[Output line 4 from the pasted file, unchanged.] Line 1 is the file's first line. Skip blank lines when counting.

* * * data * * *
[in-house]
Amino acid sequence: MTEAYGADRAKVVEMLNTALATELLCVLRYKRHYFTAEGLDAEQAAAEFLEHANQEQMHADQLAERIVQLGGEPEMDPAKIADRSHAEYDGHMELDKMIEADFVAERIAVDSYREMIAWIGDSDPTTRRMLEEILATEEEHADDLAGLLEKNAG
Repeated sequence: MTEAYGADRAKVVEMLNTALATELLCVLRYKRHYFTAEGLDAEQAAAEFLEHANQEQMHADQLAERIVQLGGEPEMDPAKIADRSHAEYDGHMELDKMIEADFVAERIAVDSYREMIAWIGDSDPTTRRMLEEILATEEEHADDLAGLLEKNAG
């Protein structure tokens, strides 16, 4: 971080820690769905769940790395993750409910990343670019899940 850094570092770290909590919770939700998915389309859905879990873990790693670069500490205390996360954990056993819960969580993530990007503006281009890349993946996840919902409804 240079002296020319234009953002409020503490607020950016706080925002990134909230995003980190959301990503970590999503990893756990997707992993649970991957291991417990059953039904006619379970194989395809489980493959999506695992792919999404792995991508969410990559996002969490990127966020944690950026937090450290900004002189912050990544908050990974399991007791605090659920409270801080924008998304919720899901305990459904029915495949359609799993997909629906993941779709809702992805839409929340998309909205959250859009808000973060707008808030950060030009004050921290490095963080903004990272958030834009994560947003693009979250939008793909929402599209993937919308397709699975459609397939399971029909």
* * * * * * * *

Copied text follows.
């Protein structure tokens, strides 16, 4: 971080820690769905769940790395993750409910990343670019899940 850094570092770290909590919770939700998915389309859905879990873990790693670069500490205390996360954990056993819960969580993530990007503006281009890349993946996840919902409804 240079002296020319234009953002409020503490607020950016706080925002990134909230995003980190959301990503970590999503990893756990997707992993649970991957291991417990059953039904006619379970194989395809489980493959999506695992792919999404792995991508969410990559996002969490990127966020944690950026937090450290900004002189912050990544908050990974399991007791605090659920409270801080924008998304919720899901305990459904029915495949359609799993997909629906993941779709809702992805839409929340998309909205959250859009808000973060707008808030950060030009004050921290490095963080903004990272958030834009994560947003693009979250939008793909929402599209993937919308397709699975459609397939399971029909």